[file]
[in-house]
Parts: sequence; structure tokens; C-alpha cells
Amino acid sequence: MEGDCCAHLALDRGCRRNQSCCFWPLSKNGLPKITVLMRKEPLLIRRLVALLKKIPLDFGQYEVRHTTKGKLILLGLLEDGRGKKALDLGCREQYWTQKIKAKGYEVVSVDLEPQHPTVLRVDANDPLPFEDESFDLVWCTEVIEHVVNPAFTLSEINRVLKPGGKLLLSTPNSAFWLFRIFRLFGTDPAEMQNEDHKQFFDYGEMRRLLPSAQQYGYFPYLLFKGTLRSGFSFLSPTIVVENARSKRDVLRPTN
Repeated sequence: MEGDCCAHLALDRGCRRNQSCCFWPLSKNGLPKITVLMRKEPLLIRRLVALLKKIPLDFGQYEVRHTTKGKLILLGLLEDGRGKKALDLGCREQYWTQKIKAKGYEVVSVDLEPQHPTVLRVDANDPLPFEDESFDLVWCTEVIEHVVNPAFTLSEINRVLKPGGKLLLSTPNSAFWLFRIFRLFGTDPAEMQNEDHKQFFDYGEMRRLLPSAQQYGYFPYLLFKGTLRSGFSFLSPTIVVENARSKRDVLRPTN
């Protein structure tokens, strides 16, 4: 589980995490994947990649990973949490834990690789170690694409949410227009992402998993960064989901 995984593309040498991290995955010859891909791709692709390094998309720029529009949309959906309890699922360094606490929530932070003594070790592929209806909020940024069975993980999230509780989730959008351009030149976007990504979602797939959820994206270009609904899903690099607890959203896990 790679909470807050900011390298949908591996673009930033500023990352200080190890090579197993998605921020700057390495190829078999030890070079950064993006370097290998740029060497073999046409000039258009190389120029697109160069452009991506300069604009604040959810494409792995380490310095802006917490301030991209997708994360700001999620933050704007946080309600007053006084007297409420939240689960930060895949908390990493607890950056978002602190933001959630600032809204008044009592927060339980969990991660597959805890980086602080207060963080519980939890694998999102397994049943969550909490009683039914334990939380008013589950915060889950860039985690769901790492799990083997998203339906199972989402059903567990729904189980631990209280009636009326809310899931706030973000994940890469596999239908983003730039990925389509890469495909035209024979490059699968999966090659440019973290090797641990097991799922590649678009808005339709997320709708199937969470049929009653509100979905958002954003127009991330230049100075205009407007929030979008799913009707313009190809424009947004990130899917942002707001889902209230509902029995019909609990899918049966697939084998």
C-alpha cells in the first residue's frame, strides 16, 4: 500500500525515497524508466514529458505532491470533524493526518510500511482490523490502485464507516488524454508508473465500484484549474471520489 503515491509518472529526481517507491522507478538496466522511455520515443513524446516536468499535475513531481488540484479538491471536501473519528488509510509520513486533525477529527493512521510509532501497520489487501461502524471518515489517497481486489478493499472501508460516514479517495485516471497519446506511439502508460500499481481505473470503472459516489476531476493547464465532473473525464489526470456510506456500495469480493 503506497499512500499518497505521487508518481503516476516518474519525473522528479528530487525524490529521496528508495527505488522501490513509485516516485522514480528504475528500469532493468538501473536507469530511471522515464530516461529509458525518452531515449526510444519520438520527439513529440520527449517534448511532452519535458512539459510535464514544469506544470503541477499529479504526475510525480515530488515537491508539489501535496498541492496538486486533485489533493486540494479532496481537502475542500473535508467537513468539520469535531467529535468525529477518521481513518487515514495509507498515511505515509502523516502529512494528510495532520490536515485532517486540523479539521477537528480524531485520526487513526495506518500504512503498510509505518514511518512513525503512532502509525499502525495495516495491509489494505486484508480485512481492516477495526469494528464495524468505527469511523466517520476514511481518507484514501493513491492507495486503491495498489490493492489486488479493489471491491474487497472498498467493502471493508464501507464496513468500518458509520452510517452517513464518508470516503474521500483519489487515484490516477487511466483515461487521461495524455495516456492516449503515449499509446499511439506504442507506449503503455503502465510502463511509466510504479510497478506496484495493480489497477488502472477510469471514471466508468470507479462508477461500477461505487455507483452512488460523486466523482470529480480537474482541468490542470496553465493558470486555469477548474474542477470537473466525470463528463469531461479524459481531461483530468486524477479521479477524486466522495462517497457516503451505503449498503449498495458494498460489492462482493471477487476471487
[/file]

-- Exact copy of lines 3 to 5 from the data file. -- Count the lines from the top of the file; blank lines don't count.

Amino acid sequence: MEGDCCAHLALDRGCRRNQSCCFWPLSKNGLPKITVLMRKEPLLIRRLVALLKKIPLDFGQYEVRHTTKGKLILLGLLEDGRGKKALDLGCREQYWTQKIKAKGYEVVSVDLEPQHPTVLRVDANDPLPFEDESFDLVWCTEVIEHVVNPAFTLSEINRVLKPGGKLLLSTPNSAFWLFRIFRLFGTDPAEMQNEDHKQFFDYGEMRRLLPSAQQYGYFPYLLFKGTLRSGFSFLSPTIVVENARSKRDVLRPTN
Repeated sequence: MEGDCCAHLALDRGCRRNQSCCFWPLSKNGLPKITVLMRKEPLLIRRLVALLKKIPLDFGQYEVRHTTKGKLILLGLLEDGRGKKALDLGCREQYWTQKIKAKGYEVVSVDLEPQHPTVLRVDANDPLPFEDESFDLVWCTEVIEHVVNPAFTLSEINRVLKPGGKLLLSTPNSAFWLFRIFRLFGTDPAEMQNEDHKQFFDYGEMRRLLPSAQQYGYFPYLLFKGTLRSGFSFLSPTIVVENARSKRDVLRPTN
């Protein structure tokens, strides 16, 4: 589980995490994947990649990973949490834990690789170690694409949410227009992402998993960064989901 995984593309040498991290995955010859891909791709692709390094998309720029529009949309959906309890699922360094606490929530932070003594070790592929209806909020940024069975993980999230509780989730959008351009030149976007990504979602797939959820994206270009609904899903690099607890959203896990 790679909470807050900011390298949908591996673009930033500023990352200080190890090579197993998605921020700057390495190829078999030890070079950064993006370097290998740029060497073999046409000039258009190389120029697109160069452009991506300069604009604040959810494409792995380490310095802006917490301030991209997708994360700001999620933050704007946080309600007053006084007297409420939240689960930060895949908390990493607890950056978002602190933001959630600032809204008044009592927060339980969990991660597959805890980086602080207060963080519980939890694998999102397994049943969550909490009683039914334990939380008013589950915060889950860039985690769901790492799990083997998203339906199972989402059903567990729904189980631990209280009636009326809310899931706030973000994940890469596999239908983003730039990925389509890469495909035209024979490059699968999966090659440019973290090797641990097991799922590649678009808005339709997320709708199937969470049929009653509100979905958002954003127009991330230049100075205009407007929030979008799913009707313009190809424009947004990130899917942002707001889902209230509902029995019909609990899918049966697939084998």